Modern Living Room With a View Modern Living Room With a View

In this article, we find ourselves fascinated with views, especially urban views.

Of course, you certainly don't need an urban environment to appreciate a wide open view from a big window. In fact, people who love the seaside or the country may argue that there's no point in a view of gritty city life. Actually, having a wide-open view can be even more important in an urban environment than it is in suburbia or in the country. After all, a small window filled with green light from a backyard goes a lot further than a small window looking out onto an alleyway.

And in a city, light is at a premium, as the tall buildings shade your little piece of paradise from the sun. This is particularly true in winter months, when the arc of the sun is lower, meaning that more often than not the weak winter sun is blocked by a building.

Let's take a look at this room in terms of the Sheffield Guidelines to Interior Design: function, mood, and harmony.

Taking function first, we see that the primary function of this room is to provide a place for relaxing and entertaining. The big sofa just begs for guests to fall into it, and there are plenty of other seating options as well, from the gray floor-cushion to the black armchair. If this is a room for a family, the sofa will be a perfect spot for a bunch of kids - sans shoes, of course - to tumble around before dinner, and it also makes a cozy nest for a couple's after-dinner romancing.

Note too that this is actually an open living/dining room, evidenced by the table and chairs to the far left of the photo. This openness adds to the function of the room, because it can be easily used as a dining area, quickly followed by a move to the living area for relaxing conversation after the meal.

The window with that view contributes to this function, providing a natural conversation piece for visitors. The binoculars resting atop the tripod to the left of the living area allow for bird watching, or sky watching, or just admiring the view of the city.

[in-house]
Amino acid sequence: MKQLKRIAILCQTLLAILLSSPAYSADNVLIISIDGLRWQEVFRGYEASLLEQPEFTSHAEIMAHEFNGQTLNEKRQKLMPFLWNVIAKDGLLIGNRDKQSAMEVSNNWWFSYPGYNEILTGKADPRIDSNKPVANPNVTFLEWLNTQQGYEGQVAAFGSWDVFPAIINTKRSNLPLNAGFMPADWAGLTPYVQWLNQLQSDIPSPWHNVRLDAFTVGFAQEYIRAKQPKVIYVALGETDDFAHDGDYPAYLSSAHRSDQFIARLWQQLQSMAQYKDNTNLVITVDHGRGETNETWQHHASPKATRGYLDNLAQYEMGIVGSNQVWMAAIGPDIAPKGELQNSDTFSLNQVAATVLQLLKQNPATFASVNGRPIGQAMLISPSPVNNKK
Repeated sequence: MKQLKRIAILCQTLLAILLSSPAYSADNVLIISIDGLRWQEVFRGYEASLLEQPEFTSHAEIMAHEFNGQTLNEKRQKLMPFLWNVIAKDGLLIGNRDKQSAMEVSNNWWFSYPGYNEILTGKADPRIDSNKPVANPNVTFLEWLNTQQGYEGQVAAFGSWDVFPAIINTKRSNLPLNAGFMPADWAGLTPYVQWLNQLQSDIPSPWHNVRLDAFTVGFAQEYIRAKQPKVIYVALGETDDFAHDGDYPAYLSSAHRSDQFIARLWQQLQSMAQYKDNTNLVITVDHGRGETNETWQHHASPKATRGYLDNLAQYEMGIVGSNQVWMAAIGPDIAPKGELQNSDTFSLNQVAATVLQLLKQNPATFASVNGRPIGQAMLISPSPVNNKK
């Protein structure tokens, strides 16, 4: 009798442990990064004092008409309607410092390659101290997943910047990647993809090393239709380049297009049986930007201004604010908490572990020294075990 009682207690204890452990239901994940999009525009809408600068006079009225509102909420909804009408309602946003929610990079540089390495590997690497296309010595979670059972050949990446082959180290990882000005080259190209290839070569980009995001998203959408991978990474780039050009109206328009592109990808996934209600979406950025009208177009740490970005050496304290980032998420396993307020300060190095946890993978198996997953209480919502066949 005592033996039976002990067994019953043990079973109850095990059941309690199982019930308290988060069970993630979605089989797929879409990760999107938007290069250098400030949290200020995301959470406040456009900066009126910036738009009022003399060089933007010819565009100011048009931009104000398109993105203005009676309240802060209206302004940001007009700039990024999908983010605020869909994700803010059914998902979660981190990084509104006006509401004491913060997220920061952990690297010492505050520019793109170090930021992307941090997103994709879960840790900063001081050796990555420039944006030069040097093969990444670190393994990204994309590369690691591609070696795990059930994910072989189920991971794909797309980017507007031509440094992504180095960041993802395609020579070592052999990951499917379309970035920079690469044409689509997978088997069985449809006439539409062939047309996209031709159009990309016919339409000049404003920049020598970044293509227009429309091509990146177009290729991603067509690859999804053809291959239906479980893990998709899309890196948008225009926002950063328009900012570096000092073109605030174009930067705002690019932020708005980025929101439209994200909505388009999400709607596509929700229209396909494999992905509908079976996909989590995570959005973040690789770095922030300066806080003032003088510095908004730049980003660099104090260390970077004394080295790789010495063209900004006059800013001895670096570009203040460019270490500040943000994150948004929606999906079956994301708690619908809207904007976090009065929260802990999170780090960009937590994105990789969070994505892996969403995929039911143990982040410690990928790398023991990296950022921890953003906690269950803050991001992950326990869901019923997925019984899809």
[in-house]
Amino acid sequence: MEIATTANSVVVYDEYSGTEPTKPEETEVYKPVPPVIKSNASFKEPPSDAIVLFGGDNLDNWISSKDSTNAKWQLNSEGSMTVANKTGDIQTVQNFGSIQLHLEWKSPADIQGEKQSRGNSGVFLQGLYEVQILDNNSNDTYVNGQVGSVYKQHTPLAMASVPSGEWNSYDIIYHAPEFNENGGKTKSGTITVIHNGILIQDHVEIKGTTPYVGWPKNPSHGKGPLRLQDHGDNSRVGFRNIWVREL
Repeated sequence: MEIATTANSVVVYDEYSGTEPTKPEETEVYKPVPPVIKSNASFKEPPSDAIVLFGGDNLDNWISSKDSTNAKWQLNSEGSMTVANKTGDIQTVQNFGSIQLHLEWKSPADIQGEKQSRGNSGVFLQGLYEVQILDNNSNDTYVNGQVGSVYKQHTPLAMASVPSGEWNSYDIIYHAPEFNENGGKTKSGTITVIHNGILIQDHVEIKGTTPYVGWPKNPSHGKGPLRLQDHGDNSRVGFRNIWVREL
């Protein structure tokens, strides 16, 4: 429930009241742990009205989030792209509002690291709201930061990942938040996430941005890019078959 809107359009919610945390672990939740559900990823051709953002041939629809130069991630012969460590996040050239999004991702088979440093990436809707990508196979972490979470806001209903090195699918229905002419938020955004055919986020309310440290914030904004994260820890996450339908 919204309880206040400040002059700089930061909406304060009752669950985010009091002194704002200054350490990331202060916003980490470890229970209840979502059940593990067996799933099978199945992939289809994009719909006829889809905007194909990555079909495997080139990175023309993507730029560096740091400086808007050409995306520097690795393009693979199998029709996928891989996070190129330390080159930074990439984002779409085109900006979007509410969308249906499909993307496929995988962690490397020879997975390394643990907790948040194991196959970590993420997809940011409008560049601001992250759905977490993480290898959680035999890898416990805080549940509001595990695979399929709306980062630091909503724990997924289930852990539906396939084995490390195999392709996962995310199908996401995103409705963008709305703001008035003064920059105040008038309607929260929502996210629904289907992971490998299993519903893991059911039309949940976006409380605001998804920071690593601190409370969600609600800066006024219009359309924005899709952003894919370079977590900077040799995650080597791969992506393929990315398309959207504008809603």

In essence, because of the big windows, the room includes a built-in entertainment center - and not the kind of entertainment center housing a television and VCR. Here, the entertainment comes from the open view, and from the terrace onto which the sliding glass doors open. While we're thinking of function, let's not ignore the fact that in the right seasons, the terrace also functions as part of the living/dining room, and in fact the small dining table is lightweight enough to be easily moved outdoors if there's a sudden warm winter day.

Of course, during the nicer weather, there would be an outdoor table set up on the terrace; but removing the table for the winter allows for a cleaner, less cluttered look.

The mood here is relaxed, welcoming and open, which allows it to fulfill its purpose of a center for gathering friends or family. The plain vertical window blinds, the flotation rug, the black leather and chrome chair, all set the modernist tone. But "modernist" doesn't have to mean cold, or uncomfortable. The low-backed sofa, scattered with plain white and fuzzy-upholstered cushions, is warm and welcoming without being fussy, elaborate, or ornate.

There is also a distinctly Southwestern mood here, with the cactus plants, the terracotta on the terrace, and the Native American-styled pots on the low shelf by the window. This Southwestern look blends quite nicely with the casual, modernist style.

The designer of this room has chosen a palette of neutrals, which is perfect for minimizing the distraction from the view. The tones here are beige, pearl gray, black and ivory, and are warmed up by the terracotta railing and outdoor wall of the terrace, and the green of the plants, which draw the eye because the green stands out so clearly from the neutrals. On a day such as the one when this room was photographed, a gray winter's afternoon, the room reflects the colors of the view outside, whereas on a brilliantly sunny day, the room's colors will provide a cooling respite from the heat outside.

Finally, everything here harmonizes. The colors are carefully chosen to reflect one another, including the flooring, the light wood table, and the white rug. Everything in this room is on the same scale: low and wide, which plays well against the low, wide view. Even a bit of ornate, Elizabethan, or floral frippery would stand out here as simply not fitting in, and the designer has done well to stay away from anything too flowery or over-done, letting the view capture the attention, and providing plenty of comfortable room for enjoying it.

Reprinted with permission from the Sheffield School of Interior Design

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